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Good Copywriters Don’t Let Clients Insult Their Customers’ Intelligence…

So, I use this web-based service to manage book sales, ebook downloads and other jobs on the publishing side of my business (I’m being vague here so as to not name names, though, given the circumstances, I’m not exactly sure why…).

In any case, I pay this company $1000 a year for this service. Not an insubstantial sum of money. And for ponying up a grand, annually, I feel entitled to pick up the phone when I have the occasional technical question, call their toll-free support line and get an answer. Seems pretty fair.

So, I call in the other day with a question, and I’m informed that, as of that day, 10/1, the only way I can get no-charge technical support by phone from now on is if I ante up another 379 bucks a year. Almost 40% of the price of the package I have (their most expensive one).

I give the guy an earful. Which I suspect is about the 50th time that day (being changeover day and all…) he’s been yelled at. He invokes a ridiculous apple-to-oranges analogy of how Microsoft charges for support, until I point out that most people have MS software bundled with their computer when they buy it, so Microsoft isn’t making a ton of money off that sale, making it a bit more logical that they’d charge for support.

He magnanimously allows me to ask my question that day, letting me know that the next time I call I’ll have to pay up. All in all, pretty outrageous, and we could rail on and on about the death of customer service, Companies Behaving Badly, etc. But, the main point of this post is what happened next.

A short time later, I get an email from the company (which they’d apparently sent before 10/1 but I’d missed it) outlining the new service.

Now. Not like I’m right or anything, but my gut tells me that when you’re going to implement a major change to your existing support offering – one that will undoubtedly make a lot of people very unhappy – you don’t compound the inevitable backlash by insulting their intelligence in how you present it…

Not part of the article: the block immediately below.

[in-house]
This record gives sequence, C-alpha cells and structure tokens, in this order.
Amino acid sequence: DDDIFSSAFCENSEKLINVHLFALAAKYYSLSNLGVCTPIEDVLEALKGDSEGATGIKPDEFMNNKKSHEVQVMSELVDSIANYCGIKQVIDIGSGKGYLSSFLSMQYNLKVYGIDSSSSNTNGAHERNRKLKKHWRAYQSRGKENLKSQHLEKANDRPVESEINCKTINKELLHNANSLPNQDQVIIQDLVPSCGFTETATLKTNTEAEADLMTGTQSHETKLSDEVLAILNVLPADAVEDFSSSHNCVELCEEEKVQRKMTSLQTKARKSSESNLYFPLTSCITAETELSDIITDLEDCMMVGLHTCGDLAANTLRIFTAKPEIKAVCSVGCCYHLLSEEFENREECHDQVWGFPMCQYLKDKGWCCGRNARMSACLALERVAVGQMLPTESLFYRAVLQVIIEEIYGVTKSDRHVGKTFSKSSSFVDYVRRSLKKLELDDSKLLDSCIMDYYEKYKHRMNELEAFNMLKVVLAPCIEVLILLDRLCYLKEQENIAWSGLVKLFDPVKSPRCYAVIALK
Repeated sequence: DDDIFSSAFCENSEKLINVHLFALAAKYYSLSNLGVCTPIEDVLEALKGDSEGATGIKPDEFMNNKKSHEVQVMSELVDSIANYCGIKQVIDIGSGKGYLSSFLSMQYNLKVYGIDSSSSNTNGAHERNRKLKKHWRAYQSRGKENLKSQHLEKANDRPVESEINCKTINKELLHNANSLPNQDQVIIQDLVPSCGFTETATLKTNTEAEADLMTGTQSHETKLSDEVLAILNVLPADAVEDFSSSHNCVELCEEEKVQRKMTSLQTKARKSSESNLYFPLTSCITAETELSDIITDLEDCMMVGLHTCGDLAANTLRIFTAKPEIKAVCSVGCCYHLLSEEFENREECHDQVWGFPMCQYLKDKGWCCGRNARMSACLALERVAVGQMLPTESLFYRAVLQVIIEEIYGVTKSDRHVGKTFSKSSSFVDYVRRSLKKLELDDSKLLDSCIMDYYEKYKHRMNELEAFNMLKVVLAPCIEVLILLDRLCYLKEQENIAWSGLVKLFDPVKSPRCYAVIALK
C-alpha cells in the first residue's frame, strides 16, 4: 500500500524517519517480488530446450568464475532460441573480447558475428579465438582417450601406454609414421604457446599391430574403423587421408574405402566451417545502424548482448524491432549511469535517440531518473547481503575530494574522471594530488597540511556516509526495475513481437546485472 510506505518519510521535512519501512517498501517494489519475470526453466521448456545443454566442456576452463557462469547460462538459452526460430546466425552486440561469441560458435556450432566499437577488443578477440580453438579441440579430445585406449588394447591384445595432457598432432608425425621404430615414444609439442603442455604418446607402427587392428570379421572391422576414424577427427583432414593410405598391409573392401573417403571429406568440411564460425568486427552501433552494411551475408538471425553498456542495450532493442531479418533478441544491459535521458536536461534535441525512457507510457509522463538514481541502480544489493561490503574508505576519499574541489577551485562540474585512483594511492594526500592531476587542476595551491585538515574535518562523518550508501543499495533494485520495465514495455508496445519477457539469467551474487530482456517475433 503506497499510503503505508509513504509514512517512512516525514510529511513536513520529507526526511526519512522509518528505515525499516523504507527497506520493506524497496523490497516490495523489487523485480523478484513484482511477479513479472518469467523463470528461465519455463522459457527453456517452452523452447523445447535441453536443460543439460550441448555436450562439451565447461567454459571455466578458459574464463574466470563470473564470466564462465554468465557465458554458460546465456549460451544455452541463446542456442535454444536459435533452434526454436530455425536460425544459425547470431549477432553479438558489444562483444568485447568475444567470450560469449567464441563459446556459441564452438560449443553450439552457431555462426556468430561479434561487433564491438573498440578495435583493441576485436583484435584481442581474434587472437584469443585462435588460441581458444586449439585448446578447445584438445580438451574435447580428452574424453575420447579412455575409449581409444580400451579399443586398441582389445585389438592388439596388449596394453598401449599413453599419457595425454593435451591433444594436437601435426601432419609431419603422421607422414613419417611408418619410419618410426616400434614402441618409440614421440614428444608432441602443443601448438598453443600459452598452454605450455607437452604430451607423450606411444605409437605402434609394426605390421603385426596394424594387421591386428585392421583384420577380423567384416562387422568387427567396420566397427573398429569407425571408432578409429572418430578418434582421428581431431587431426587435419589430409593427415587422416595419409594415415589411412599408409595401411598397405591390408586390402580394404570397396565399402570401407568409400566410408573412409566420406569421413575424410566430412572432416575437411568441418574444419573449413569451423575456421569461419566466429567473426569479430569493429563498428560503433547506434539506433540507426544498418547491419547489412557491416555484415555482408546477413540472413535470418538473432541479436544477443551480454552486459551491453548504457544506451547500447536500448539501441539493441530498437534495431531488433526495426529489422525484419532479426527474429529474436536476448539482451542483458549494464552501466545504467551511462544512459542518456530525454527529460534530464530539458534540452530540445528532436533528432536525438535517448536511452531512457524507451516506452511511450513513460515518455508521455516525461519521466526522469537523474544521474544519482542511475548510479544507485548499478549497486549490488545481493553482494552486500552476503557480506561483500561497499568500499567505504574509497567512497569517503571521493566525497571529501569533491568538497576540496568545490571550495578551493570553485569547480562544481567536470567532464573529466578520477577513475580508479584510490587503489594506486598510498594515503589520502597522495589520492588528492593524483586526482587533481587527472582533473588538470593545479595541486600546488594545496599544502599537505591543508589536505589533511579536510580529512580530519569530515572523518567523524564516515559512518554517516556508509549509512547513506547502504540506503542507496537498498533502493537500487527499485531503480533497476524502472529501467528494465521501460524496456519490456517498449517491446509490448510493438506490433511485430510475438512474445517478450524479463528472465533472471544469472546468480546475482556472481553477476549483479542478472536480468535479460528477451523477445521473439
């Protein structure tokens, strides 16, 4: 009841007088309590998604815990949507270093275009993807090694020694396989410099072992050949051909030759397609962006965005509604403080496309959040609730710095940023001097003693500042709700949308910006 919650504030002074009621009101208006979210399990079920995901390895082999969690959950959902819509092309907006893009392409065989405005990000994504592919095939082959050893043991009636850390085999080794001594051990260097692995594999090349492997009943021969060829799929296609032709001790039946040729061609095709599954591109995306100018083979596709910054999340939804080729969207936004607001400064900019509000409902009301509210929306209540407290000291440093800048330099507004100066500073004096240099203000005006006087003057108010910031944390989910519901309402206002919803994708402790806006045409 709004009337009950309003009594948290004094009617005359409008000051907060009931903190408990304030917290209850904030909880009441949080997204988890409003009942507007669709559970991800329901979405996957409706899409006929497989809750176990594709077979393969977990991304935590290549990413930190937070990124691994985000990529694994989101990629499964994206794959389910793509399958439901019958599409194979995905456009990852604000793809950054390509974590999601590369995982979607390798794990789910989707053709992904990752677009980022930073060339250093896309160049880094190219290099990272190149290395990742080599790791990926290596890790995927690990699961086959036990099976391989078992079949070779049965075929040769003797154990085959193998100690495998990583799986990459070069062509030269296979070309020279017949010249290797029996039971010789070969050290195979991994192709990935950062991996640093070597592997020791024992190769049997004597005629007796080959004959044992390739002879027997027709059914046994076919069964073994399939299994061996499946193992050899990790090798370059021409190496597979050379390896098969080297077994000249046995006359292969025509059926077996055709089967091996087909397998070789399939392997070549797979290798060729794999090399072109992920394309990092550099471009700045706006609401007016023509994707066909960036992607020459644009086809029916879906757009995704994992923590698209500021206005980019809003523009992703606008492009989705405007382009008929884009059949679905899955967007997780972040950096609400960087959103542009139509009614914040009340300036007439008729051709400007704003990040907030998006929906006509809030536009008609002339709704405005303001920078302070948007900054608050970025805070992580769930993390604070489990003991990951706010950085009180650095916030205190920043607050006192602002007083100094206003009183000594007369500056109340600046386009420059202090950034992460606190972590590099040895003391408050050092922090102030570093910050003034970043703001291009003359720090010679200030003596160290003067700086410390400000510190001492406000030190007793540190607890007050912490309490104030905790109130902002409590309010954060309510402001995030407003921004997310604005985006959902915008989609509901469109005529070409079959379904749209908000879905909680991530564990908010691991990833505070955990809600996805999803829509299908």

Here’s how it looked…

1SCScrnCpture

Now, tell me. Do you see ANY acknowledgment whatsoever in this email of the hard reality? Specifically, that, “From this day forward, Valued Customer (who gives us $1000 a year, and has been enjoying no-charge phone support as part of that handsome fee), you’ll no longer get it unless you fork over nearly 400 additional clams.”

Nope. Instead, they blow smoke: “…important extension to our support services…. Ultimate Unlimited Support…extra level of support…blah, blah, blah.” Yeah, they hint around with, “…to continue taking advantage of these personalized services” but nowhere is an honest admission of any kind, something like: “We apologize for this change, but due to rising manpower costs, and overuse of our phone support…etc, etc. etc.” Something, ANYTHING that sounds sincere.

No question, I still wouldn’t have been happy but at least I’d respect them for not insulting my intelligence.

I’ve seen this over and over. Why do companies shun honest communication and opt instead for painfully obvious and laughably ineffective subterfuge? I know, common sense is all too uncommon in Corporate America, but that’s the pat answer. I’m digging for more here.

Don’t they know that we as consumers respond better to honesty? Who was advising them here? All I know, is that if I were hired by a company to write something like this, I’d be sounding the alarm loud and clear that they were making a mistake.

Why DO companies do this?

Can you share any similar examples?

Am I wrong here?

Am I overreacting?